Cantor tells AIPAC Obama is sending 'mixed messages' to Israel's enemies

House Majority Leader Eric CantorEric Ivan CantorRepublicans eager to take on Spanberger in Virginia Virginia emerging as ground zero in battle for House majority McAuliffe's loss exposes deepening Democratic rift MORE (R-Va.) accused the Obama administration of sending “mixed messages” to Israel’s enemies in a speech to the American Israel Public Affairs Committee (AIPAC) Monday, as President Obama and Israeli Prime Minister Benjamin Netanyahu sought to show a publicly coordinated front at the White House.

Cantor said confusion has raised questions about where the United States stands on numerous conflicts in the Middle East, adding that “strength” is the only message the country's enemies understand. 


“Let us not send mixed messages when it comes to Israel. That only serves to confuse the world, including Israel's enemies,” Cantor said, according to prepared remarks of Cantor’s speech. The speech itself was closed to the press.

“Confusion about where America stands has raised questions about what some of our leaders in Washington are willing to put up with,” he said. “That's not just about Iran, it's about Syria, it's about Iraq, it's about Egypt and it's about Libya.”

Cantor also chastised the Obama administration over its policy toward Israel, saying that “America's job should not be to micromanage Israel.”

Speaking at the same event, House Minority Leader Steny Hoyer (D-Md.) said that Obama has upheld the commitment to Israel’s security, just like past presidents of both parties.

“No one should misconstrue difference of opinion or emphasis as in any way weakening a bond forged by principles, values, history, and common interests,” Hoyer said.

Cantor’s address continued his criticism of Obama from Monday morning, when he questioned Obama’s “resolve” and commitment to keeping Iran from obtaining a nuclear weapon.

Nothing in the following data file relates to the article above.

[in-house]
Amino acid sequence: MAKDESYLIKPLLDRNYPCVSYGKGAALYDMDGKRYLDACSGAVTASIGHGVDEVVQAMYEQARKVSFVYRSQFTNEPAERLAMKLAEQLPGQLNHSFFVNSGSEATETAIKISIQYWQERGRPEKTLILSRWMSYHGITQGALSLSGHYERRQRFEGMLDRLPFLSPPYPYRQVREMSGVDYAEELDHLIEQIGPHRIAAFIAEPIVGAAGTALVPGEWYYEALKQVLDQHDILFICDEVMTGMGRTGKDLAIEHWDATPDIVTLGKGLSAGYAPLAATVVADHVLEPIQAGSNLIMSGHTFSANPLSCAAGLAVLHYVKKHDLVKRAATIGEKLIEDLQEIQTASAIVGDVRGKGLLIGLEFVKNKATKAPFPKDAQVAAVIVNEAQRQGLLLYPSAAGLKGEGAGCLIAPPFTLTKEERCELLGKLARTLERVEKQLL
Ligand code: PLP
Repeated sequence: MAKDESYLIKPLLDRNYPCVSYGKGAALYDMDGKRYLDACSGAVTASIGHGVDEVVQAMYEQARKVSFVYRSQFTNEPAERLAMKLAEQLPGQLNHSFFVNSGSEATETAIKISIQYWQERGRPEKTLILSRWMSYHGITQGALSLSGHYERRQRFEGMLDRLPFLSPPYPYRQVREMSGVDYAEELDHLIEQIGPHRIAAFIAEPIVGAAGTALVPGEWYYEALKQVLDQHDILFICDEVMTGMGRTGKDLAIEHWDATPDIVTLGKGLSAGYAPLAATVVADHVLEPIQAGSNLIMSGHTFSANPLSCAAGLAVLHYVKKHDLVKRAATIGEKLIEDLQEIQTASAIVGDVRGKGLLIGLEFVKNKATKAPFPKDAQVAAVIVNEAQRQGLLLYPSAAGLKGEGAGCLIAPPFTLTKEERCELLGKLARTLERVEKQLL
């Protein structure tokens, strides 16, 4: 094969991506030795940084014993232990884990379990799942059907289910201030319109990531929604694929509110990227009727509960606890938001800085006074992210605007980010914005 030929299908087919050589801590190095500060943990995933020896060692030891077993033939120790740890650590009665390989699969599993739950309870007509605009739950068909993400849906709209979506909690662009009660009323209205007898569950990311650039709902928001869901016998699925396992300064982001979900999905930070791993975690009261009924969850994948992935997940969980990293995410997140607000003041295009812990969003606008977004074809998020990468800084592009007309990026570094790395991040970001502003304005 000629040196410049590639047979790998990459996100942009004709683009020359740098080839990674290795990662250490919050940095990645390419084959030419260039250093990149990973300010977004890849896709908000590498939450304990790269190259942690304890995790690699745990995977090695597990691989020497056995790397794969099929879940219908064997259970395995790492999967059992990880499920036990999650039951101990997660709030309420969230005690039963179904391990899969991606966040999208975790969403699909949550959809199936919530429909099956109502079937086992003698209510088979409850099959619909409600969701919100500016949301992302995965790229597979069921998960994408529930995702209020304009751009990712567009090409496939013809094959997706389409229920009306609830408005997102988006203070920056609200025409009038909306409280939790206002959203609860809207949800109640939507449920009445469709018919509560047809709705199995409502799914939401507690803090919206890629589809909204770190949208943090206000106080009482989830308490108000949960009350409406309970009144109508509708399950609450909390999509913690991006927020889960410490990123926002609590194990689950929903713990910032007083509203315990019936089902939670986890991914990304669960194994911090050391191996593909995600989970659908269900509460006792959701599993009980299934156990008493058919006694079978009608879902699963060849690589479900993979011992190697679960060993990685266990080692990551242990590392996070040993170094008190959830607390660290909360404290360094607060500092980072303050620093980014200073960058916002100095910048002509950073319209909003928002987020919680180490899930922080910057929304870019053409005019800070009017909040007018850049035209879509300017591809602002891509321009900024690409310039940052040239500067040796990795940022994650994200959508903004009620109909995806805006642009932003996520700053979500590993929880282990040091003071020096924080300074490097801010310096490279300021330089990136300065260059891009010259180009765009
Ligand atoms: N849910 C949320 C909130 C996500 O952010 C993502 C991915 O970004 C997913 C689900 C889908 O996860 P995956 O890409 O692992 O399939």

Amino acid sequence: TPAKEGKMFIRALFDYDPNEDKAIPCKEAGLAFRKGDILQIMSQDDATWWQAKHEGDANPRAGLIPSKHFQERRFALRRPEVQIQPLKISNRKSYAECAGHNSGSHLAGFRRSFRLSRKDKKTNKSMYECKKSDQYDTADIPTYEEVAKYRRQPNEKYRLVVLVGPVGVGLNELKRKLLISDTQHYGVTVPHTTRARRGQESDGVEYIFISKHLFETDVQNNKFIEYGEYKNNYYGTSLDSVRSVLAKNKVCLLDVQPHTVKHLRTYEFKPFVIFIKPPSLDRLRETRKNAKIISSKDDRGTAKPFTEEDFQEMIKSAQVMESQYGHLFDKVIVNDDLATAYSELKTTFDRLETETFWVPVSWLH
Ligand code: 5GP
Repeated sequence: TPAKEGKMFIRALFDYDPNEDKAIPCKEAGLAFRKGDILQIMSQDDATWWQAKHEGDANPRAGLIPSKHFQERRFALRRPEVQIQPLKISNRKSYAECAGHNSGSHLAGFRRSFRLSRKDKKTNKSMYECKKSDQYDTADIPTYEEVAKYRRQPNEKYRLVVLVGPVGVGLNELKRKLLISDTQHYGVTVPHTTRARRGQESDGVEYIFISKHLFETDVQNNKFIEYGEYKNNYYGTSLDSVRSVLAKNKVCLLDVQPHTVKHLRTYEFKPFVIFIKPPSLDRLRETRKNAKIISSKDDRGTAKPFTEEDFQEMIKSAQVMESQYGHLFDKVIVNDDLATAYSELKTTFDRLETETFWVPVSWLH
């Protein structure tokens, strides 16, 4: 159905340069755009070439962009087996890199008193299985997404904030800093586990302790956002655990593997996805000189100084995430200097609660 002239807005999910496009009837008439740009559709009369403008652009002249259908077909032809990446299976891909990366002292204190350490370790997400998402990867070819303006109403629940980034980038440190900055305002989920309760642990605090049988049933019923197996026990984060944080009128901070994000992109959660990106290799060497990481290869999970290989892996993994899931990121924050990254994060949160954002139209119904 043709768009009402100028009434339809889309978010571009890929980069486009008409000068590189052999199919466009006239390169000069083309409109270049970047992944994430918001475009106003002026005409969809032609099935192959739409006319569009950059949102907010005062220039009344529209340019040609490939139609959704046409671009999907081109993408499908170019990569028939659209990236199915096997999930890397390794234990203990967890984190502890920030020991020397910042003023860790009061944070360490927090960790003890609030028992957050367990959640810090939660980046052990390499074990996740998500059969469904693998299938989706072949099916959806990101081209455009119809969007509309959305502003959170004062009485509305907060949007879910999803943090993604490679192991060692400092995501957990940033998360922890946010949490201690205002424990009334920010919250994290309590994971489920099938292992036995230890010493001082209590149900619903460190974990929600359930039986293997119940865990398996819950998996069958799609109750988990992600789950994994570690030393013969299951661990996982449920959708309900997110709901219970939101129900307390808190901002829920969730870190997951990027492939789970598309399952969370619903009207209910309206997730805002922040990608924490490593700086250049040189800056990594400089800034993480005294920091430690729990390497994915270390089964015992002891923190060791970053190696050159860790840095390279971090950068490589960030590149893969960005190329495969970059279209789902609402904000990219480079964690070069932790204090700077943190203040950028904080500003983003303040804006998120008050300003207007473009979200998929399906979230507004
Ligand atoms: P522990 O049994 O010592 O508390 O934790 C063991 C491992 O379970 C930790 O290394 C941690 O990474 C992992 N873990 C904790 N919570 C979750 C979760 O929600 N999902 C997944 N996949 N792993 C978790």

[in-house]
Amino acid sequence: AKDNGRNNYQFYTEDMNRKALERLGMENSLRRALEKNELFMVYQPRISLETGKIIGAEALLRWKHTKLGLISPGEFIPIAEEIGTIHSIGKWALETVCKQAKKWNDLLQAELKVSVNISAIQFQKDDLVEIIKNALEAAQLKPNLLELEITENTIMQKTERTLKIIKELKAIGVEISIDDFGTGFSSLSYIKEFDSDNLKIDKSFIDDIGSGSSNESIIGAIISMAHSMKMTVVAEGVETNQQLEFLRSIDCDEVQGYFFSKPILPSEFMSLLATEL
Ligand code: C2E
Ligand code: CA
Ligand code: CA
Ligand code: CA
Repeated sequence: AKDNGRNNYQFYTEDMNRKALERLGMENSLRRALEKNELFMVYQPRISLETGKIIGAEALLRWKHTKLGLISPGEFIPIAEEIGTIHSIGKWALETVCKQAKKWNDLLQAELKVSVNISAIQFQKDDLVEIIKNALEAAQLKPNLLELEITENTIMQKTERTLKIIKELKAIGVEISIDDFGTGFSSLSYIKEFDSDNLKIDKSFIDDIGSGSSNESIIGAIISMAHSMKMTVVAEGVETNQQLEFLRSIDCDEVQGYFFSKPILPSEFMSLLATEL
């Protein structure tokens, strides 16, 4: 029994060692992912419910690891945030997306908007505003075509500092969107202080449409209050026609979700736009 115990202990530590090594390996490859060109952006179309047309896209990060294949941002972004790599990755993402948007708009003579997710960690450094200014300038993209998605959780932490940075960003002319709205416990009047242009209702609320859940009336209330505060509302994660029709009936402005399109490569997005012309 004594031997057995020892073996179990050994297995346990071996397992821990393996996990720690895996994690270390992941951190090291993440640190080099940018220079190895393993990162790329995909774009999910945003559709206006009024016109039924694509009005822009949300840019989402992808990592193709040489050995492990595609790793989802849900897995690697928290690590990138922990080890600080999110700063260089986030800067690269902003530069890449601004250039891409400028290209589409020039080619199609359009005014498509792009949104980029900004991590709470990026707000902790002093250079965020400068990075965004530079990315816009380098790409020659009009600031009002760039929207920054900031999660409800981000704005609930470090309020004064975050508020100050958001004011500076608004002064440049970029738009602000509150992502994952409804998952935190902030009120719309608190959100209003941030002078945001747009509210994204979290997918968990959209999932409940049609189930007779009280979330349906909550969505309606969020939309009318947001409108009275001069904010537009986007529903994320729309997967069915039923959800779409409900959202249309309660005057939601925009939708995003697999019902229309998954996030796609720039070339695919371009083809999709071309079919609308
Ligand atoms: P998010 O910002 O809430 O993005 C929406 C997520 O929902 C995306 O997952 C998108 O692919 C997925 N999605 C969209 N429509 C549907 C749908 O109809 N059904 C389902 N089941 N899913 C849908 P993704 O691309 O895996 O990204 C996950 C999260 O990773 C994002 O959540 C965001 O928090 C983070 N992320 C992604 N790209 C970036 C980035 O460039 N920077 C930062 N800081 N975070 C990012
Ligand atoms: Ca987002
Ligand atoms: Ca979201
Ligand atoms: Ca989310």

Obama and Netanyahu, meanwhile, emphasized their unity Monday ahead of an Oval Office meeting that’s focused on the threat of a nuclear Iran. “We face common enemies,” Netanyahu said. “Iran’s leaders know that, too.”

Obama has said that he “has Israel’s back” and that all options are on the table to stop Iran from obtaining nuclear weapons, including military ones. He warned about the "loose talk of war" in his speech to AIPAC. 

But Republicans have been critical of Obama’s policy toward Iran, accusing him of appeasement for not taking a harder line. Republican presidential front-runner Mitt Romney has said that Iran will obtain nuclear weapons if Obama is reelected, but not if he’s elected.

Cantor warned of the dire threat Iran poses to Israel if the Iranians are able to acquire nuclear weapons.

“In the Middle East, now is the time to be realists — to wake up, before all dreams turn into an unbearable nightmare,” Cantor said. “To minimize the Iranian threat is to fall into the same trap that led to the Holocaust — a lack of imagination about how far evil can go.”

While Cantor and Hoyer were delivering different messages about the Obama administration, the two have teamed up to introduce legislation this week that’s titled the “U.S.-Israel Enhanced Security Cooperation Act.”

Updated at 2:14 p.m.